Williams said he determined the only chemistry he could count on was that of himself.

“The great thing about that was I quit playing for bars, parties and restaurants, and started playing festivals, concerts, house concerts and various larger venues in the United States and overseas. I did four European tours.”

Relying on himself, Williams learned, was the best way to express himself.

“I am that way now, even though my albums tend to have people accompanying me at times. Still, when I play, I perform solo.”

During his upcoming performance at 7:30 p.m. Sept. 19 at Rainshadow Recording, Fort Worden State Park, Building 315, Williams said he will perform the best of his works.

"I first heard Jack Williams when he was touring as a sideman for the legendary songwriter Mickey Newbury,” said Everett Moran, owner of Rainshadow Recording. “He was then, and remains to this day, one of the most remarkable acoustic guitar players I had ever heard. The very next year, I was attending the Folk Alliance music conference in Vancouver and it seemed like he was playing behind virtually everyone of note. His versatility came to the fore late one night in a hotel room where I found him jamming with an old bluesman up there, easily holding his own."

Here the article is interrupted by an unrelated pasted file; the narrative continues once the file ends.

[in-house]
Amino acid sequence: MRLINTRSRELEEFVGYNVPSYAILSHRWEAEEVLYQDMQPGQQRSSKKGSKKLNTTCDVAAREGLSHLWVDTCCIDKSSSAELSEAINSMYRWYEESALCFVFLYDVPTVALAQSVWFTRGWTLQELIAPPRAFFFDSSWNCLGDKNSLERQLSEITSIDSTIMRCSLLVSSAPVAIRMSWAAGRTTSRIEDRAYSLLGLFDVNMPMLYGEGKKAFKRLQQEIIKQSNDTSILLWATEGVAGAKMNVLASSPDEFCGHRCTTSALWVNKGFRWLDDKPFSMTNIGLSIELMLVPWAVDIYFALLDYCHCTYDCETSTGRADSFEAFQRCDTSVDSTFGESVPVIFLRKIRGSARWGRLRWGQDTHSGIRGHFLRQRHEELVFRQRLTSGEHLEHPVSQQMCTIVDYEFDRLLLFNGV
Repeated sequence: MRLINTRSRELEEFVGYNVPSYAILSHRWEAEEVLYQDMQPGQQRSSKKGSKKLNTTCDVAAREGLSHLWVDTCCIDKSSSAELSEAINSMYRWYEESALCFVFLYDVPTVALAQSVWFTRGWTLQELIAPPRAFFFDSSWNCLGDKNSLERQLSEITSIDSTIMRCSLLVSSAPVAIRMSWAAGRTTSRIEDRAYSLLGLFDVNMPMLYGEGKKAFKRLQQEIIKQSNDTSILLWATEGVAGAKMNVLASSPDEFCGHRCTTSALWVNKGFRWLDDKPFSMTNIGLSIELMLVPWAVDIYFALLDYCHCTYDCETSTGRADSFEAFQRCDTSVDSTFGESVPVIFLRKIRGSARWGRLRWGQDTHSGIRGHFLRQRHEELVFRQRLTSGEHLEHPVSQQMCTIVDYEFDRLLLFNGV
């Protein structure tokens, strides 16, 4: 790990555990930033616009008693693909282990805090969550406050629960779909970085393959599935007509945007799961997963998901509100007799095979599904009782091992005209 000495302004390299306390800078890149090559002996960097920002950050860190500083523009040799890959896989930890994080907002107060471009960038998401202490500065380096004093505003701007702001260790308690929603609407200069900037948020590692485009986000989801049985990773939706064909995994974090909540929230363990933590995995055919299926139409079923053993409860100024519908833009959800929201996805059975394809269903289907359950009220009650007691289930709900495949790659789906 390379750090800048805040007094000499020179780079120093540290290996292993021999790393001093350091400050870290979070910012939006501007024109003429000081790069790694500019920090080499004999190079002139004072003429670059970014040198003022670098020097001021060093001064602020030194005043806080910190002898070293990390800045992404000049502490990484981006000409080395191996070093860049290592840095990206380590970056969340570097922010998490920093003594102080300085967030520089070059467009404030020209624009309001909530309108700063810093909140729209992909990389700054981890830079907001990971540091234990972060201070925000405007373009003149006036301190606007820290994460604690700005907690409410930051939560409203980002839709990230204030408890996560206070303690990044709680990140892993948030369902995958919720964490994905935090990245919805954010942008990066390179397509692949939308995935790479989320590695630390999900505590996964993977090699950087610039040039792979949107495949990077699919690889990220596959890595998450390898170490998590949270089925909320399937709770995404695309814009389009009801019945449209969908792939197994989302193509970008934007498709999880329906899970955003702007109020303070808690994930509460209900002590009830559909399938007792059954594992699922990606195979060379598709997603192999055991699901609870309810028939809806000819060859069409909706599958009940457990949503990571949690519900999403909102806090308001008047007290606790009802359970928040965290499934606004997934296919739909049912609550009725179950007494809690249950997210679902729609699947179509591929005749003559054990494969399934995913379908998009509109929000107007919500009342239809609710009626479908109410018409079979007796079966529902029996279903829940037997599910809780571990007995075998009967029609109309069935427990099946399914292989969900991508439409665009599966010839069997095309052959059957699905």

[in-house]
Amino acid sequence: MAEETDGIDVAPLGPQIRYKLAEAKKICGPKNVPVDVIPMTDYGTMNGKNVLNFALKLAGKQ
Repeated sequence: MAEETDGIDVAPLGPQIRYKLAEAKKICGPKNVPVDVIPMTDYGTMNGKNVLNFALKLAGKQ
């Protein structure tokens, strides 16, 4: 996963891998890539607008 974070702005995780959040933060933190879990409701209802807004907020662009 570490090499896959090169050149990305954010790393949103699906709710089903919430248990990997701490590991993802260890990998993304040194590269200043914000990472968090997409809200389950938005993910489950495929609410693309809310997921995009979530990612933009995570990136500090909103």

Moran said Williams’ technique is dazzling and conjures up visions of Tommy Emmanuel, but with a deep Southern soul reminiscent of Duane Allman.

“That makes perfect sense as Jack, a native of South Carolina, is a contemporary of and played with many of those great musicians coming out of Deep South in the1960s."

While Williams’ music has been labeled by some as folk, he prefers the moniker of singer-songwriter, he said.

“There are people in the folk world who don’t consider us songwriters as valid folk musicians although they tend to forget somebody wrote their songs. There are people still out there that think ‘folk’ means something along the lines of Peter, Paul and Mary. I am not that at all. What I do is a lot more energetic and a lot more interactive. I write and tell stories.”

With his background in the Deep South during the Civil Rights era, Williams has plenty to sing about.

“I talk about life as guitarist backing up blues artists at the University of Georgia. There are a lot of things to talk about people seem to be interested in.”

The struggle for race rights continues to be front and center, Williams said.

“In terms of the Black community, I think about how tough it has been for them and things have improved, but they haven’t improved enough, especially in the South.”

That isn’t to point a finger only at the South, Williams said.

“I’ve got friends in Milwaukee where I play who say they live in the most segregated state in the union. Whenever people point the finger at Birmingham or Montgomery or Selma, I have to remind them of Roxbury, Watts and Detroit.”